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Significance and Use
Exposing a specimen to conditions of one-directional environmental cycling can increase its moisture content until a decrease in material properties occurs (at a specific number of cycles). Such a test could be inappropriate due to the number of cycles required to cause a decrease in material properties since product performance issues often arise only after many years of exposure. The use of a preconditioning procedure is not intended to duplicate expected field performance. Rather the purpose is to increase the moisture content of test materials prior to subjecting to them to environmental cycling.
The most important aspect of the preconditioning procedure is non-uniform moisture distribution in the specimen. The heat flow is one directional causing moisture flow towards the cold side resulting in zones of dry material on the warm side and high moisture content on the cold side. (Whether the high moisture content zone is located right at the cold surface of the specimen or at some distance from this surface depends upon temperature oscillation and ability of the cold surface to dry outwards). Because the preconditioning procedure involves thermal gradient, this preconditioning procedure results in a distribution of moisture content that may occur under field exposure conditions. However, the resulting moisture content may differ significantly from that which may be demonstrated in typical product applications.
The preconditioning results in accumulation of moisture in the thermal insulation resulting from the simultaneous exposure to a difference in temperature and water vapor pressure. This test method is not intended to duplicate field exposure. It is intended to provide comparative ratings. As excessive accumulation of moisture in a construction system may adversely affect its performance, the designer should consider the potential for moisture accumulation and the possible effects of this moisture on the system performance.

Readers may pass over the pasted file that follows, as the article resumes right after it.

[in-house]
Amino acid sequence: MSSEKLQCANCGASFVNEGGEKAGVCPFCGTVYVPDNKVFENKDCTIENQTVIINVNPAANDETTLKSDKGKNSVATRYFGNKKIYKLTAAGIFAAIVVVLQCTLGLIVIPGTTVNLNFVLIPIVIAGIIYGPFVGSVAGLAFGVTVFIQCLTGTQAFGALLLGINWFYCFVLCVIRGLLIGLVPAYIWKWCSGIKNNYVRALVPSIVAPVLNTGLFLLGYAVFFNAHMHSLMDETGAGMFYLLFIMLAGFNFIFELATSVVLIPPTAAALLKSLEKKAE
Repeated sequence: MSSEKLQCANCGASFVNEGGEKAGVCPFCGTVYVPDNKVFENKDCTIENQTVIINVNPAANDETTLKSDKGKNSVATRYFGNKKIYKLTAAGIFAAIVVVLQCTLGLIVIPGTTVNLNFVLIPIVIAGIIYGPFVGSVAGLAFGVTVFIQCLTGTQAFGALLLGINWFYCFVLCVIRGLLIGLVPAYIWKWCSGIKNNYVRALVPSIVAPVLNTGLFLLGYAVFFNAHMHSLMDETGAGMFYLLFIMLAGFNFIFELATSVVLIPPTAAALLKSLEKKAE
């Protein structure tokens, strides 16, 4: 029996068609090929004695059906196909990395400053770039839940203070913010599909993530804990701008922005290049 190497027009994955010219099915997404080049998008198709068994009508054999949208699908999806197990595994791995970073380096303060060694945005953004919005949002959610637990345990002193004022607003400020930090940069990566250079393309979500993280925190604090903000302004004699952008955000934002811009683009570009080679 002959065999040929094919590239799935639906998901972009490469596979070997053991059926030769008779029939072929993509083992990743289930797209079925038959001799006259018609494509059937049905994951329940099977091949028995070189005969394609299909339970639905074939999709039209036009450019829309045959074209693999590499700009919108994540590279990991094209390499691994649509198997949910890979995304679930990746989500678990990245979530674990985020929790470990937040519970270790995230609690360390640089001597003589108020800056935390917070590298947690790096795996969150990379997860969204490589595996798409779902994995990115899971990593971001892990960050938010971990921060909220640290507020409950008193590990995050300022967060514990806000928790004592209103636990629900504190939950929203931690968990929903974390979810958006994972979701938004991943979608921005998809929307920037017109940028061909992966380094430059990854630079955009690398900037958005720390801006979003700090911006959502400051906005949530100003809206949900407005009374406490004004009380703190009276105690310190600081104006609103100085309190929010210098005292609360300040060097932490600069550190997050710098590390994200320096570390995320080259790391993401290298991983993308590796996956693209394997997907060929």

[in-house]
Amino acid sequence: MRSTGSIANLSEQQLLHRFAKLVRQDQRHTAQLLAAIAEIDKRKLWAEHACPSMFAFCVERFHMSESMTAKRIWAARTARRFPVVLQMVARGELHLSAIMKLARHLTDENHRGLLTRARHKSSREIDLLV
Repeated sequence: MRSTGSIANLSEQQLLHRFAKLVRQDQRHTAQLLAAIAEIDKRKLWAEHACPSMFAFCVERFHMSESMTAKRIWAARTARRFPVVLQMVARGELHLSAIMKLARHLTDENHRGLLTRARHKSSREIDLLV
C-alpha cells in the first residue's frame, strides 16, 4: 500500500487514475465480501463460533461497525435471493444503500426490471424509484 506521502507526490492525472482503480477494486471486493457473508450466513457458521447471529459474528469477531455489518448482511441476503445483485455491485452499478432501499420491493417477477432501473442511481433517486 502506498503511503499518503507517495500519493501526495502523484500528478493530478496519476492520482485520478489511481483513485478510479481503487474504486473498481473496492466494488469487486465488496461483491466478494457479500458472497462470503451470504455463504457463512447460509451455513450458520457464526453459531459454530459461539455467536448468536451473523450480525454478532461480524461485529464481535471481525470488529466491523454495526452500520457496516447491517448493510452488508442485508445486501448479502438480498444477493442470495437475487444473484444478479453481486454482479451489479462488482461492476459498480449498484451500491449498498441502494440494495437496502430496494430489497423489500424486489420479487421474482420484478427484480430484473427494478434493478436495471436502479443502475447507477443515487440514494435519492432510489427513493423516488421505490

1.1 This test method is applicable to preformed or field manufactured thermal insulation products, such as board stock foams, rigid fibrous and composite materials manufactured with or without protective facings. See Note 1 This test method is not applicable to high temperature, reflective or loose fill insulation.
Note 1—If the product is manufactured with a facer, test product with facer in place.
1.2 This test method involves two stages: preconditioning and environmental cycling. During the first stage, 25 mm (1 in.) thick specimens are used to separate two environments. Each of these environments has a constant but different temperature and humidity level. During the environmental cycling stage, specimens also divide two environments namely constant room temperature/humidity on one side and cycling temperature/ambient relative humidity on the other side.